Another positive as a result of the project, for the south Fraser, will be the positive impact the project will have on the further development of the Boundary Bay Airport, which has been gearing it’s upgrade and industrial development toward improved travel time between YVR and Boundary Bay.
In an article published in the Asian Journal last week, Airport General Manger, Heather Braun said that although the airport is developing well, improved travel time between the two airports will increase the attractive aspect of Boundary Bay as a viable terminal for business traffic.
“Expanded capacity at the George Massey corridor will benefit the business community and residents by making it easier and safer for customers, employees and goods to move in and out of Richmond,” said Richmond Chamber of Commerce chair Rob Akimow. “Our members have voiced support for a new South Fraser crossing and we look forward to reviewing the project in more detail and proactively collaborating with key stakeholders.”
Voices of Concern Raised
Not long after the announcement voices of concern were heard offering opinions of why the project had problems:
The major concern from politicians and general public alike was that the funding would include a toll similar to that levied on the Port Mann bridge. A number of politicians and commuters reiterated the claim that the tolling policy of the provincial government was unfair to the residents of the south Fraser region.
Former Surrey Mayor and MP for South Surrey-White Rock called the tolling policy ‘absolutely punitive.’ The Golden Ears bridge between Maple Ridge and Langley is tolled, the Port Mann is tolled, the new Pattullo Bridge will be tolled and this project will be tolled, leaving the Alex Fraser as the only toll-free Fraser crossing. As the Mayor of Surrey, Watts lobbied for a fair region-wide road pricing program for the whole region.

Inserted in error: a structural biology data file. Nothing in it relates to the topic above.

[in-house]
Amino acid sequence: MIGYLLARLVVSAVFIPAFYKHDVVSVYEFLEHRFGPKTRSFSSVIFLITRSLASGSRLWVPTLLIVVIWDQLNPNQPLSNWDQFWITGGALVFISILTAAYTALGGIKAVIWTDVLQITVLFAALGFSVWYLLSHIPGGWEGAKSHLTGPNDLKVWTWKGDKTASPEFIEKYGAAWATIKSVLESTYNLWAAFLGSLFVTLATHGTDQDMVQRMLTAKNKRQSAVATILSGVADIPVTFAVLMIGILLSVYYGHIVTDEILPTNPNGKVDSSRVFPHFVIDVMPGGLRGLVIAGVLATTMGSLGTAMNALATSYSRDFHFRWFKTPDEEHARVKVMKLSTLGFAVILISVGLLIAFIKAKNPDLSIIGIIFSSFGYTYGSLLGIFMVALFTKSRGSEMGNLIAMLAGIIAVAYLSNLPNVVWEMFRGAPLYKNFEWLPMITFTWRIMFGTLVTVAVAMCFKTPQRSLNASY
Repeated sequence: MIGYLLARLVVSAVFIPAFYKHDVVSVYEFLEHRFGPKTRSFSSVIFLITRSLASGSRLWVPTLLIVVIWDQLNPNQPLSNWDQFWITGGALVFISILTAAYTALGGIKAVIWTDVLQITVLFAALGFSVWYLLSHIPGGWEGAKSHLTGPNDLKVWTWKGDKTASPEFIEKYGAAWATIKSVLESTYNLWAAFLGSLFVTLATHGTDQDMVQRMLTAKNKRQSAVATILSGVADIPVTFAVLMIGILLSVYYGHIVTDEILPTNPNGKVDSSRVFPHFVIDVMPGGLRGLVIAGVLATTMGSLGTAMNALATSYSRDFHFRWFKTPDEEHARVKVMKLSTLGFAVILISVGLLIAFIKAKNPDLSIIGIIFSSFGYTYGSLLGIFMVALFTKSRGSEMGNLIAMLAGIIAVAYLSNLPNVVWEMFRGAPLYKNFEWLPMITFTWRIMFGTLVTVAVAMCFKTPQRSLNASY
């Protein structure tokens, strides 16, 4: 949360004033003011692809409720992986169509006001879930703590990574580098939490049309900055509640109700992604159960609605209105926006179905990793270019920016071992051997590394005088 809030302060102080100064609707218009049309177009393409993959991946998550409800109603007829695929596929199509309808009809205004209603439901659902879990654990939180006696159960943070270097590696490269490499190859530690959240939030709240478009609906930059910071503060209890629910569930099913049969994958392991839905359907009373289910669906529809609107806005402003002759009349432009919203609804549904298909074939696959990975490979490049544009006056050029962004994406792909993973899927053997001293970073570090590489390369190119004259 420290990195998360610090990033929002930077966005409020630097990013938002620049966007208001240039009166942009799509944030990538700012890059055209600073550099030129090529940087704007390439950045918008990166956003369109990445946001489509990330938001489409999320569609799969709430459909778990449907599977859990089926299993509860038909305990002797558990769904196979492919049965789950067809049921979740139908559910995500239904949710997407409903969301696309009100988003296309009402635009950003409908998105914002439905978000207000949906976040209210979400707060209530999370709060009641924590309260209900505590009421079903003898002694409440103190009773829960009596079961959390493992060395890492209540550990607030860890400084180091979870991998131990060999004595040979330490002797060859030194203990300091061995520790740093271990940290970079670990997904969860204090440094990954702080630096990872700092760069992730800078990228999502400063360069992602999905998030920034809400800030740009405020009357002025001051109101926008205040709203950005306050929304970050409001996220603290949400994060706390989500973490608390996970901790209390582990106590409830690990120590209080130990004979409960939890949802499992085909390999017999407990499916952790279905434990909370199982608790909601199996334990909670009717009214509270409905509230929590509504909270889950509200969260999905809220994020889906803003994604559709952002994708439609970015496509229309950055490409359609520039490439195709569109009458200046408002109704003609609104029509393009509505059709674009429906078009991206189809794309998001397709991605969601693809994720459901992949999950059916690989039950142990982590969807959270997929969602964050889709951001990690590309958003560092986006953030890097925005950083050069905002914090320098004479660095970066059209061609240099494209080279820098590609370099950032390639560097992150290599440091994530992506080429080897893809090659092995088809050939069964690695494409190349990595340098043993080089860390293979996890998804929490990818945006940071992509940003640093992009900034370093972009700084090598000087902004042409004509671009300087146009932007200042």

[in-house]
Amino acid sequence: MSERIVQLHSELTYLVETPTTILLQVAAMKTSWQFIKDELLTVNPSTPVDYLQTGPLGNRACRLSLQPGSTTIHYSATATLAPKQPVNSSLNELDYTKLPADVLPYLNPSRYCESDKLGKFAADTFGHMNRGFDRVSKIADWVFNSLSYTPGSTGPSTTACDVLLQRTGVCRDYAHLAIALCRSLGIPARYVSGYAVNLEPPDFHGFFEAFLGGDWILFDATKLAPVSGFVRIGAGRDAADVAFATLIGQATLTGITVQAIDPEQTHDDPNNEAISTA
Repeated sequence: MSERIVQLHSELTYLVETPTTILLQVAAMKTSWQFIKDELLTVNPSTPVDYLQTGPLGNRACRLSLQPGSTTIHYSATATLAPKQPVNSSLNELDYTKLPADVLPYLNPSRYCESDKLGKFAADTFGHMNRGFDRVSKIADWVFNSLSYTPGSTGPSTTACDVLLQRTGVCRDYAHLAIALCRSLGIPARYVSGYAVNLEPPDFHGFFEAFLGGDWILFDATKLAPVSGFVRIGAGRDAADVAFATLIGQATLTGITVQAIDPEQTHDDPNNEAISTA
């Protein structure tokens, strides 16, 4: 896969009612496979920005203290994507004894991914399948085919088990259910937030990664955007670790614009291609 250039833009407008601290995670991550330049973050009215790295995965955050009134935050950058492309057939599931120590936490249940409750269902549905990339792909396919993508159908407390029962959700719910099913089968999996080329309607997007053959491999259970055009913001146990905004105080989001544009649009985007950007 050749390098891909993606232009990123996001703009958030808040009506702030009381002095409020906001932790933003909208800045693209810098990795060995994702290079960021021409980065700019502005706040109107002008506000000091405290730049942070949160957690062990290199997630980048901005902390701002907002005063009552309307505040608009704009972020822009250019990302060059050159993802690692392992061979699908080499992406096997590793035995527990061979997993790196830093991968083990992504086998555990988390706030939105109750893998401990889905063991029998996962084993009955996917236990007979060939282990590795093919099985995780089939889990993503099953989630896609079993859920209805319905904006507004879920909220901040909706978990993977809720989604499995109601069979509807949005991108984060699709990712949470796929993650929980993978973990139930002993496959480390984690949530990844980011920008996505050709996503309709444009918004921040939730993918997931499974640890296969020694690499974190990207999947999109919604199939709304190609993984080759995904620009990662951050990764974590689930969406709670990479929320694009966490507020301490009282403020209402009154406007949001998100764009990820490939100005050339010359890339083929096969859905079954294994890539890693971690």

South Delta MLA Vicki Huntington expressed similar concerns that the tolling policies were unfair to the residents of Delta and the south of Fraser region. She claimed the government had not talked with the public about the project, calling on the provincial government to spread the costs evenly across the region.
Another complaint came from Richmond Mayor Malcolm Brodie complaining that a new bridge would only move the bottleneck from the current location to the Oak Street Bridge. The mayor of Vancouver also said that it would do more to hinder than help the region’s transportation issues.
Todd Stone responded to some of the criticism leveled at the project saying that most of the criticism leveled at the project has come from mayors who have received billions of dollars over the years in infrastructure investment. He told a radio station that Richmond had been the beneficiary of transit investments, citing the Canada Line, while turning the same critical comment toward Burnaby which has two SkyTrain lines running through it valued in the billions of dollars, adding that it’s time to focus on transportation south of the Fraser River.